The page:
Christmas funding boost
for Emmanuel Church, Southport
Photograph by Huw Edwards.
THE Grade II Listed
Emmanuel Church, Southport, Merseyside,
is part of the Diocese of Liverpool, and has been selected as one of a total
of 29 churches and chapels in England, Wales, Scotland and Northern Ireland
to benefit from the latest grants from the National Churches, the UK Church
epair and support charity. Located on the main road heading
north out of Southport, Emmanuel Church is still the largest building in the
area, seating 1,300. It's hoped that by sharing part of the £390,000 funding
payout from the National Churches Trust, this much loved, red brick Church
will remain a major landmark for years to come.
The latest grant announcement concludes a year (2015) in which the UK's
Church repair and support charity has awarded or recommended funding of £2.2
million to help 177 Churches, Chapels and meeting houses.
Top of the 2015 list of funding requests received by the charity include
repairs to roofs, stonework and drainage and the provision of toilets,
kitchens and disabled access and Emmanuel Church is no exemption to this.
Broadcaster and journalist Huw Edwards, Vice-President of the National
Trust said:- "I'm delighted that
this Christmas the future of Emmanuel Church, Southport is being safeguarded
by a National Churches Trust grant. This funding will help ensure that this
vitally important church continues to serve local people for many years to
come. At the heart of the nation's history and at the centre of local
communities, churches and chapels are some of the UK's best loved local
buildings. But their future is not guaranteed. So this Christmas, when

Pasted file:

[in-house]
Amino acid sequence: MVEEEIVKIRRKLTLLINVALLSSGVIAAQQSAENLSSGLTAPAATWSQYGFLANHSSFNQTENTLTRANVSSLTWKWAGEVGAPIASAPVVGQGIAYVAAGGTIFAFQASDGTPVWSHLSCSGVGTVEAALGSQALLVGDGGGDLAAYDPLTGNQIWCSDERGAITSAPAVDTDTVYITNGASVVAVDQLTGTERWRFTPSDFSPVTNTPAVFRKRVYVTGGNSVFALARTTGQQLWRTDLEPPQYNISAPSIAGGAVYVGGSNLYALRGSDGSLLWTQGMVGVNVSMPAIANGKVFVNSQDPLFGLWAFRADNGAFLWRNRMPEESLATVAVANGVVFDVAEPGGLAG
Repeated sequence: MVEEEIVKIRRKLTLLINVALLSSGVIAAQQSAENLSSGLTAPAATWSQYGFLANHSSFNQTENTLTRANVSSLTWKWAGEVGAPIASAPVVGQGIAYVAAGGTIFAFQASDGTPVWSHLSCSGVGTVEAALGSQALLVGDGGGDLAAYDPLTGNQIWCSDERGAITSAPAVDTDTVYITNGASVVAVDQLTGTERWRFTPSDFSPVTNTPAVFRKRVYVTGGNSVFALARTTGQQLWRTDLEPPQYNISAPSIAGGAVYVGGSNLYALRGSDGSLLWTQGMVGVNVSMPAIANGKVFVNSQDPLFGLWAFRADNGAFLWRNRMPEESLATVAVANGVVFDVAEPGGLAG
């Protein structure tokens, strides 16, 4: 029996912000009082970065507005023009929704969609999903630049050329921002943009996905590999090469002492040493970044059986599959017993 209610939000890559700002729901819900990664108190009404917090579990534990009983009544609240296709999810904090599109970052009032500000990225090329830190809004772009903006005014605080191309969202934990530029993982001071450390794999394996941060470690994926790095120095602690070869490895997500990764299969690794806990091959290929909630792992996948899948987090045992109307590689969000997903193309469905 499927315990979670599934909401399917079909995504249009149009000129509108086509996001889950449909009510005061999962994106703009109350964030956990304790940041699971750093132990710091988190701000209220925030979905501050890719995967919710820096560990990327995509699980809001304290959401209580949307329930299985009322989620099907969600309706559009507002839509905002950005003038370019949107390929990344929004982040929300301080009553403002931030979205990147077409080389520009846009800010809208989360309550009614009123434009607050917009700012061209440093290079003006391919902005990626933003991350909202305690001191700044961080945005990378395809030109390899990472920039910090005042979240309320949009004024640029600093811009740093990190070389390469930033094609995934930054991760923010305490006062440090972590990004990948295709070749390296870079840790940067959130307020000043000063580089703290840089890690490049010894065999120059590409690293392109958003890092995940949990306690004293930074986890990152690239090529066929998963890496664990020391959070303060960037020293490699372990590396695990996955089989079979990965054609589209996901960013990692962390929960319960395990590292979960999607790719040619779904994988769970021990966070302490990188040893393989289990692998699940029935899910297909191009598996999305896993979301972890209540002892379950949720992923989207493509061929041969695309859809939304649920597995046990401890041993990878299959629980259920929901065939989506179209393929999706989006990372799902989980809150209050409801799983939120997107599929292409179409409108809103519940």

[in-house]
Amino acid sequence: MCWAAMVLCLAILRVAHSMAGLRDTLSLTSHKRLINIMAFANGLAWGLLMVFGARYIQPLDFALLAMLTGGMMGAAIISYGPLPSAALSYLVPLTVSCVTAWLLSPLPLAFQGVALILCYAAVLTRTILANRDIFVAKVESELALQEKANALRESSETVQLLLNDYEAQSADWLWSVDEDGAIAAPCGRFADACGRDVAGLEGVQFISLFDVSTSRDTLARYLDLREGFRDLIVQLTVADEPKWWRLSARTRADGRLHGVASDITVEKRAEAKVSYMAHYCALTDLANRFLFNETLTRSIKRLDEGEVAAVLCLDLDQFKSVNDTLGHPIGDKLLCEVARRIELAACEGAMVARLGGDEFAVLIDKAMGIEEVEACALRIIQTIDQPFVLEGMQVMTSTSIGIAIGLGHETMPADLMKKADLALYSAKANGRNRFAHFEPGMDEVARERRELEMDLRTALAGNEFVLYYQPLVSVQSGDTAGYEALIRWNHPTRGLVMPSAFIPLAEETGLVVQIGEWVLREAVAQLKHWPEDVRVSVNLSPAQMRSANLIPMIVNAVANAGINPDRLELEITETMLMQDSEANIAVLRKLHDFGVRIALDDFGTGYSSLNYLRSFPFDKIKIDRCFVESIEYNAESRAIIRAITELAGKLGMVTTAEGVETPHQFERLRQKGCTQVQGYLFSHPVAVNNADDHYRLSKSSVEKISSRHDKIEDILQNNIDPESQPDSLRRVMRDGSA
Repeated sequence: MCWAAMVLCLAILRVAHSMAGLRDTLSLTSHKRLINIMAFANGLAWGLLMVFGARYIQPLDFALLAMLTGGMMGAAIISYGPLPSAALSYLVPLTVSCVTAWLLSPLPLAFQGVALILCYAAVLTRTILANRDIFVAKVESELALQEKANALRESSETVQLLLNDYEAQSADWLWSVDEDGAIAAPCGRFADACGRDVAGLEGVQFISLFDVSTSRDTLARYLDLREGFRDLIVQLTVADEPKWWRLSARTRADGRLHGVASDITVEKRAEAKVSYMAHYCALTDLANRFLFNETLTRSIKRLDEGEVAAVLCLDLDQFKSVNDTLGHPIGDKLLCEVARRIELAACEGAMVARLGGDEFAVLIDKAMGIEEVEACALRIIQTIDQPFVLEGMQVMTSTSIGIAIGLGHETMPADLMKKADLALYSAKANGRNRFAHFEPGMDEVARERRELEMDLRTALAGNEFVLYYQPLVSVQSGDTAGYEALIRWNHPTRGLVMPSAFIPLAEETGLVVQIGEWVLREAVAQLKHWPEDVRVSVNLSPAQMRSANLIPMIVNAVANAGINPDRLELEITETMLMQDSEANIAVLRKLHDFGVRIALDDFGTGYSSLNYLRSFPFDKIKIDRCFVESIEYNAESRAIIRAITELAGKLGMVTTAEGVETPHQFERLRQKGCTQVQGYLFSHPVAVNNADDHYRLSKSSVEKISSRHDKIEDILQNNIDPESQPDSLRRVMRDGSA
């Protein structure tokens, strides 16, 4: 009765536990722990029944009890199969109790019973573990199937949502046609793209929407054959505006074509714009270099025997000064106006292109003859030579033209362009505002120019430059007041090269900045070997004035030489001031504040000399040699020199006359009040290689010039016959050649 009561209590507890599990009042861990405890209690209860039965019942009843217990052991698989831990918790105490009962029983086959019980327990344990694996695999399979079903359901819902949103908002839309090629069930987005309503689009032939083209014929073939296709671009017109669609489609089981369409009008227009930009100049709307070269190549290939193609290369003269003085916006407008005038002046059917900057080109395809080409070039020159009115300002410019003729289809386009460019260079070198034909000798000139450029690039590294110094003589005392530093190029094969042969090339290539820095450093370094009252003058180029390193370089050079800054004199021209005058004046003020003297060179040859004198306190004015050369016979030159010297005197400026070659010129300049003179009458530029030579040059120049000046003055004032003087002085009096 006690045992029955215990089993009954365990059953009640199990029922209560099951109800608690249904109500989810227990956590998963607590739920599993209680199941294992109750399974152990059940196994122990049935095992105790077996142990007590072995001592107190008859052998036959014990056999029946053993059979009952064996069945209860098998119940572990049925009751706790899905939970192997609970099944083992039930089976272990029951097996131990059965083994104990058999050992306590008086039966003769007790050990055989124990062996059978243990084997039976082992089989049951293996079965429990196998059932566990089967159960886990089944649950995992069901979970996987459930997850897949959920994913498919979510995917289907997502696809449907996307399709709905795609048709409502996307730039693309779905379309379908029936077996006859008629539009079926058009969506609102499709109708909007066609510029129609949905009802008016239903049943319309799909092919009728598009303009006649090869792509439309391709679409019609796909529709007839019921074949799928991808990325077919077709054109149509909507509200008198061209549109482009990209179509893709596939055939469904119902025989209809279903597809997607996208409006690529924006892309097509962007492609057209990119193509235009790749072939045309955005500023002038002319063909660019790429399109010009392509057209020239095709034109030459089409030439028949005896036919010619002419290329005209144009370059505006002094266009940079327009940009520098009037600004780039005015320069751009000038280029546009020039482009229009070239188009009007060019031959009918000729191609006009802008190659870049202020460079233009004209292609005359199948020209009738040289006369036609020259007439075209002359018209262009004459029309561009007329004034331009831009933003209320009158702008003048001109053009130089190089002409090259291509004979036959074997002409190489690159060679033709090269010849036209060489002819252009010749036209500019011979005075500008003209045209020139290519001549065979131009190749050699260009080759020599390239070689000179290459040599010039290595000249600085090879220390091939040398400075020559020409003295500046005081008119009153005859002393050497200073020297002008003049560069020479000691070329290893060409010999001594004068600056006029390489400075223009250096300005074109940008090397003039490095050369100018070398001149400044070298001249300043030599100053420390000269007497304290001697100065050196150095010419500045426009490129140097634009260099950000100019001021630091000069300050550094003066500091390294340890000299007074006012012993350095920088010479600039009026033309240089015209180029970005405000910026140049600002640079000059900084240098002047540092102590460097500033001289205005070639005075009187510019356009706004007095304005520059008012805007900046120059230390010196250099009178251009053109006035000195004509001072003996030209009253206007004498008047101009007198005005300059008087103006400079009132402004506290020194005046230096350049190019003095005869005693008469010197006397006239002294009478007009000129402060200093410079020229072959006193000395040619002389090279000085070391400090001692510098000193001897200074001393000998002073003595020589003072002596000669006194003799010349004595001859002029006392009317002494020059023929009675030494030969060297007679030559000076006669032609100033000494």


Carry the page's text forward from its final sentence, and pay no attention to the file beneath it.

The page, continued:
people visit a church for a carol service or even just walk past a church on
the way to do the Christmas shopping, I urge them to think about how they
can help ensure that churches remain open and good repair for future
generations. Everyone can make a contribution to the future of the UK's
church and chapel buildings. That could be by helping to clear drains and
gutters to help keeping churches watertight, volunteering to help out as a
guide to show people the history and architecture of places of worship or
keeping an eye out for vandals or thieves. Churches and chapels may be
historic buildings, but they can be part of our future, too."
The £10,000 National Churches Trust Repair Grant has been give to help fund
major roof repairs including re-slating all of the lower level roofs on the
North side, including the chancel using re-claimed slates. Damaged timbers
will be repaired/replaced and treated against further decay, within Emmanuel
With a watertight building, the Church then plans to increase the numbers of
activities, especially concerts and exhibitions and school visits.
"Increased use of the building will allow the wider community to engage with
the Church's history and architecture." said a representative from
Did you know?
The foundation stone, of Emmanuel Church, was laid in 1895, by the widow of
Rev. Charles Hesketh who donated the site. The Church was then built to the
design of architects Preston and Vaughan. Emmanuel Church was constructed
using Ruabon Brick, along with sandstone dressings and a complex slated
Emmanuel Church is built in the Gothic style with great attention to detail
for such a large building, there are several well preserved gargoyles and
these features repay careful examination. The most immediately obvious
architectural features, however, are the impressive Crossing Tower and the
unusual double gabled South Transept.
Many stained glass windows were added between 1898 (the East Window) and
1935. Most of these were given as memorials and are largely typical of their
period. The 7 light, West Window (1899) is particularly good; this was
restored in 2006.
The Tower, a 1901 addition, contains a ring of 8 bells, weighing 630kg, made
by Taylors of Loughborough. With the exception of wartime, these bells have
been rung regularly since their installation.
The organ (1914) is by renowned builder, Harrisons of Durham and retains its
original specification albeit with electric action since its restoration in
The Church, being the largest in the area, is used for a wide range of
larger public gatherings, in addition to worship such as:- concerts and
exhibitions, local school events like concerts, educational visits and many